What happened when our city wanted to regulate short-term rentals
I wanted to share what happened in our city, as you may find it helpful if your town attempts to regulate STRs. We live in Newton, Massachusetts, in the U.S., which is a city of 80,000 immediately adjacent to Boston. It is a wealthy, largely residential city, although it has many village centers and all forms of public transportation.
Two things prompted the regulation: 1) Massachusetts enacted a state-wide tax on STRs, requiring each host to register, and each city to also add a local tax 2) Four properties in our city were purchased and used exclusively for short-term rentals. These were not owner-occupied and were major nuisances to the neighborhood, often being used for parties and commercial events (even an opera!)
The Zoning and Planning committee (ZAP) asked the planning department to draft local ordinances, with the problematic properties being the main focus. The initial draft proposed many limitations, including limiting total nights you could rent to 21 per year. Their thinking was that people only did STRs as investment properties and "regular people" only did it occasionally, like renting out your house for the Boston Marathon (which runs through our city) or something like that.
Someone from the planning department contacted Airbnb, who then contacted some local hosts to let them know this was happening and to encourage us to come to the public comment hearing and share our perspective. This was CRUCIAL to turning the tide. Most city councilors had no idea that "regular" folks were using STRs to help pay their mortgage, their taxes, etc., so they can stay in their homes. We shared many of these stories and no one commented that they were against STRs in general, just these "party houses."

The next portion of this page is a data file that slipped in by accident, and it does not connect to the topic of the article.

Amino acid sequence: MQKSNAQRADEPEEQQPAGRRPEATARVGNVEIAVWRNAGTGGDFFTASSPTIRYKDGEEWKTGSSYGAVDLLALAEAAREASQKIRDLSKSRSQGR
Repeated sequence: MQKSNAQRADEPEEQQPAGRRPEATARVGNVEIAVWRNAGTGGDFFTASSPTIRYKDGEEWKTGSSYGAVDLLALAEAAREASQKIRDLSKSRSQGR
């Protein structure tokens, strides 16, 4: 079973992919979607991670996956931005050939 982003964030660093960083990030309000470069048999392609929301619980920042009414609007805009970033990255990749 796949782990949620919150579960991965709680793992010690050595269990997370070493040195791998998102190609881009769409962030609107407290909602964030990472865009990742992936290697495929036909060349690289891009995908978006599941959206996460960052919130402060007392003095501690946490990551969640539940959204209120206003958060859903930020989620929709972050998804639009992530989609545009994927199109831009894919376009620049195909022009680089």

It soon became clear that there was a big distinction between "owner-occupied" and "absentee owners" and the regulations evolved to only allow owner-occupied STRs. This would ban the problematic properties and show this was meant as supplementary income and not an investment vehicle.
The political process was lengthened extensively by one ZAP committee member who used every procedural trick in the book to try and limit things. He missed the ZAP meeting where the updated ordinances were approved and then forced it back to committee before the council could vote on it in full. He then lobbied in vain for a number of limiting amendments at the next ZAP meeting and at the full city council meeting. Ultimately he was unable to gain enough support and all of his amendments failed. When the council finally voted, it was unanimously in favor of the ordinances.
Hosts didn't get everything they might have wanted, however. The new regulations limit things to a maximum of three bedrooms and nine guests, we must inform neighbors that we're hosts and there's a complaint-driven system where you could lose your registration for a year. You also cannot rent out anything that would be considered housing stock - including accessory apartments. If it has a separate entrance and a full kitchen, it's completely ineligible to be a STR.
Other than emailing us about a couple of the meetings, Airbnb did nothing to support these efforts. You might have thought they would lobby pretty hard given that may Boston suburbs have made STRs illegal and Boston itself has very strict regulations, but they didn't send a representative or give us talking points or anything.
So, the moral of the story is: If your city hasn't regulated yet, pay attention. If they are in the process, be part of the process - write emails, offer public comment, attend the hearings, read the minutes, etc. Our local community of hosts are responsible for saving STRs in our city, no one else was going to fight our battle for us.